"He either fears his fate too much,
Who dares not put it to the touch
"If I fail," I said, for the dialogue is strong in my recollection, "it is a sign that I ought never to have succeeded, and I will write prose for life: you shall see no change in my temper, nor will I eat a single meal the worse. But if I succeed,
"Up with the bonnie blue bonnet,
The dirk, and the feather, and a'!"
1 The lady with whom Sir Walter Scott held this conversation, was, no doubt, his aunt, Miss Christian Rutherford; there was no other female relation dead when this Introduction was written, whom I can suppose him to have consulted on literary questions. Lady Capulet, on seeing the corpse of Tybalt, exclaims,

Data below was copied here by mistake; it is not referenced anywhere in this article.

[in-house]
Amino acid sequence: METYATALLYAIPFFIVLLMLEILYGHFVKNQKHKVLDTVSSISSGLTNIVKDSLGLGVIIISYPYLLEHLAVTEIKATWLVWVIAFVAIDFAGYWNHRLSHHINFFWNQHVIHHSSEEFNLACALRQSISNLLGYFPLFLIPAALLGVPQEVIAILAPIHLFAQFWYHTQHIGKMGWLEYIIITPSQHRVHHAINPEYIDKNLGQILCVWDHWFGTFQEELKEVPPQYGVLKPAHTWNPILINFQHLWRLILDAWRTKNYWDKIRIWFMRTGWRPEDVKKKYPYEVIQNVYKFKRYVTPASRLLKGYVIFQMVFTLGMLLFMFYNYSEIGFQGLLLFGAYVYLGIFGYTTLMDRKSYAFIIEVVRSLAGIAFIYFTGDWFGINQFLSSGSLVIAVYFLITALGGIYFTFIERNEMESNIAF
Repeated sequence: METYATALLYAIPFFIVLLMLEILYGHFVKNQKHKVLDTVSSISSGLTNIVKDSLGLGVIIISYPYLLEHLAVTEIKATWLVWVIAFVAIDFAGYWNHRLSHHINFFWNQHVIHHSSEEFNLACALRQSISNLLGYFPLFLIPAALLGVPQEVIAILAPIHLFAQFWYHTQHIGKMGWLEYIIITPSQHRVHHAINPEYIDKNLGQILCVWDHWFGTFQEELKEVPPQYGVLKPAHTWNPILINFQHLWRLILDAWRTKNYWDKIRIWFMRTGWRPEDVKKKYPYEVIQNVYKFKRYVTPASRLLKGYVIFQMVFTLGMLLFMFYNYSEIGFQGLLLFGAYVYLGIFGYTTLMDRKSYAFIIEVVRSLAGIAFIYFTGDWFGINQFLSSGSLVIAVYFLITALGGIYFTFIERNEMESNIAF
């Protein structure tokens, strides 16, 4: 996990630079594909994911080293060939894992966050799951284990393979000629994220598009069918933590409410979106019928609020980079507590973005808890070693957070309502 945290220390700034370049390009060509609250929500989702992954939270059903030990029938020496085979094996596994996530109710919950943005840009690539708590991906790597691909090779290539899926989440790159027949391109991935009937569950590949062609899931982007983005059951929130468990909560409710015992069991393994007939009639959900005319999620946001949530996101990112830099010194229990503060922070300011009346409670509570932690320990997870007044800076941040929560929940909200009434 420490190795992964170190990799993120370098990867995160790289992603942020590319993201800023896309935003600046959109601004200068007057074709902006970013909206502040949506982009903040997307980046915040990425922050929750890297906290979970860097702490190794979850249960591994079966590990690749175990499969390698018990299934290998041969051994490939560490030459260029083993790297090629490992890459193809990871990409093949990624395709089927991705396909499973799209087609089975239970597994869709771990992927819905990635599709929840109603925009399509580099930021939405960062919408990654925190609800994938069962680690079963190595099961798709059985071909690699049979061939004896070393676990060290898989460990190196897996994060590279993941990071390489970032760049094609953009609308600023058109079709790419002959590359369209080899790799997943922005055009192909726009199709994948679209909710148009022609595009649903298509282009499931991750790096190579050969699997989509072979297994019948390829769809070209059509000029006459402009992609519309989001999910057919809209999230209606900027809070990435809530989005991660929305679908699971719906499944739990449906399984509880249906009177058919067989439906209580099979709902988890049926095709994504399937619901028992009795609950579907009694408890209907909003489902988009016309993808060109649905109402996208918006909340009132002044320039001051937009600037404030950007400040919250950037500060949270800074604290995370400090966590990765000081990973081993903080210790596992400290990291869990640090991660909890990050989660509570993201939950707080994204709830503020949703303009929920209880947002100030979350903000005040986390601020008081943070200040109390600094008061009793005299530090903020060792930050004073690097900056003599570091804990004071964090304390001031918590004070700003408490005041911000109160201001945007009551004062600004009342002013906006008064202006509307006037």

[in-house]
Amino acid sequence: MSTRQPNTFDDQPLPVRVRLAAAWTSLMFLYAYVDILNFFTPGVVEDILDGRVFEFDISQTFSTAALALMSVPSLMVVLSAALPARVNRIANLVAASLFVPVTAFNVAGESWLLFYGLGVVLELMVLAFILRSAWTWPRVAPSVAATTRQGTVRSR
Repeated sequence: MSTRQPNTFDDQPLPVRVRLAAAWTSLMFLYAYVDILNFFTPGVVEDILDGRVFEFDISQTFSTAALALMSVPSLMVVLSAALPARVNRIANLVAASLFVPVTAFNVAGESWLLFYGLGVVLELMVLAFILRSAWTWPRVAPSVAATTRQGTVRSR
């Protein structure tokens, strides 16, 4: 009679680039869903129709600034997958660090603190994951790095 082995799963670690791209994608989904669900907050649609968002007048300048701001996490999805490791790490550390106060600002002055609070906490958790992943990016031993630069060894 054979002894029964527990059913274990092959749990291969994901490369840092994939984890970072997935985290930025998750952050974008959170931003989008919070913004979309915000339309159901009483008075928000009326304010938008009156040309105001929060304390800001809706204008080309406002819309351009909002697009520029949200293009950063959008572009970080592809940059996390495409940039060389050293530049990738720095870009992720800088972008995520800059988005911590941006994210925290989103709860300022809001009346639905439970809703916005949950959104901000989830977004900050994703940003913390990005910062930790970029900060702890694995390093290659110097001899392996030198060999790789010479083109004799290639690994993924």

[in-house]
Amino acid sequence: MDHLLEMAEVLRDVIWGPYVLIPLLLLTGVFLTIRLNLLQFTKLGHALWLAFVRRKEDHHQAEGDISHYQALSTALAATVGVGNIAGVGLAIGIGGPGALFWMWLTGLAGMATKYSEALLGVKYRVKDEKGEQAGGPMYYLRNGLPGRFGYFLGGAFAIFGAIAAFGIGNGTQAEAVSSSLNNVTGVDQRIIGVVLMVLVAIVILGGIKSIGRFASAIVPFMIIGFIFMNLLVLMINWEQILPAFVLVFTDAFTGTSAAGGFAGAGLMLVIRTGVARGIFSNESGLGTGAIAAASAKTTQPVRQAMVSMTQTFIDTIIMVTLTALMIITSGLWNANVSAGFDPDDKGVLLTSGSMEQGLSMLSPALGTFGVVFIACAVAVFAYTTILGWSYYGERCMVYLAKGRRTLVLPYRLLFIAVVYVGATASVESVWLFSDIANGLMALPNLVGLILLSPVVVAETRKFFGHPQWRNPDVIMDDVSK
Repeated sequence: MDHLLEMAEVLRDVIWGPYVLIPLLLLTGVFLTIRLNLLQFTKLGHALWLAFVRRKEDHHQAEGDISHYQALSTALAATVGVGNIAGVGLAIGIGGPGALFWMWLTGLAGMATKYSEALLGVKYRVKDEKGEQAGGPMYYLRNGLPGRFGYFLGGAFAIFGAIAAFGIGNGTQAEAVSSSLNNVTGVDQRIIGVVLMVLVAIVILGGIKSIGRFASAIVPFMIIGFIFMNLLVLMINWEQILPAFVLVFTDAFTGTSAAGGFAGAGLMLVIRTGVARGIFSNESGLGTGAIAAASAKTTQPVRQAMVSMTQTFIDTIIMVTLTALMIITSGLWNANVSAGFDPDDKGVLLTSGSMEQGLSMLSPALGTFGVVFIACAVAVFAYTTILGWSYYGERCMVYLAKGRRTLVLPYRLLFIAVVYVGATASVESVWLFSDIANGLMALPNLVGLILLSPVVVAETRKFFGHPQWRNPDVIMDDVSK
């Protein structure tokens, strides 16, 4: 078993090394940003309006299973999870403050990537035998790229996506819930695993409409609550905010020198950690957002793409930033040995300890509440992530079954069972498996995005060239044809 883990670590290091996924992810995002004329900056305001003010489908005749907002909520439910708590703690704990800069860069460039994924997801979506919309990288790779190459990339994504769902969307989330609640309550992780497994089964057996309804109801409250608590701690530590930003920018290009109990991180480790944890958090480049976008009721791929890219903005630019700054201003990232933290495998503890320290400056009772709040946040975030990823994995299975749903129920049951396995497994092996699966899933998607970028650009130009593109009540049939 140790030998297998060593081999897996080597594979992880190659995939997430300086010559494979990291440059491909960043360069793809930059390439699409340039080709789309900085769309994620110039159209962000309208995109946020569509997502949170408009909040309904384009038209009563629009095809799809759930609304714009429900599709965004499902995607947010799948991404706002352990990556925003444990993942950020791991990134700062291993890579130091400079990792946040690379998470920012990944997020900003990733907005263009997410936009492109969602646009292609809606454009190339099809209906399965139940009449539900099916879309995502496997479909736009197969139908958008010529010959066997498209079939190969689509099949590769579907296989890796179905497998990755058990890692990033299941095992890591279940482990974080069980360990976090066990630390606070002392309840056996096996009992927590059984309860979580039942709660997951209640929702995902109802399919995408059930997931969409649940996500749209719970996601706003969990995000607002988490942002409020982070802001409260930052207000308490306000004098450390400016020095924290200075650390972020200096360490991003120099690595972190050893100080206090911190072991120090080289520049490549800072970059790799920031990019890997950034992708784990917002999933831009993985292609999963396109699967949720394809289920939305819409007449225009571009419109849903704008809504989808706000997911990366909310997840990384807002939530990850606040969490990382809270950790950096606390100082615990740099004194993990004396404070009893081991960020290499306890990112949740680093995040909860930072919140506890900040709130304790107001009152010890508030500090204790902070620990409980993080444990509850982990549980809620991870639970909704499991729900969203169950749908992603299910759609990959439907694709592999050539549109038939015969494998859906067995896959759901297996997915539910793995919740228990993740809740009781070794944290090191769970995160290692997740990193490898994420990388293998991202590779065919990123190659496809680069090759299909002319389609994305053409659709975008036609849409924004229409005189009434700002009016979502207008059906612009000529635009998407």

"Tybalt, my cousin! oh, my brother's child! ED.
Afterwards I showed my affectionate and anxious critic the first canto of the poem, which reconciled her to my imprudence. Nevertheless, although I answered thus confidently, with the obstinacy often said to be proper to those who bear my surname, I acknowledge that my confidence was considerably shaken by the warning of her excellent taste and unbiassed friendship. Nor was I much comforted by her retractation of the unfavorable judgment, when I recollected how likely a natural partiality was to effect that change of opinion. In such cases, affection rises like a light on the canvas, improves any favorable tints which it formerly exhibited, and throws its defects into the shade.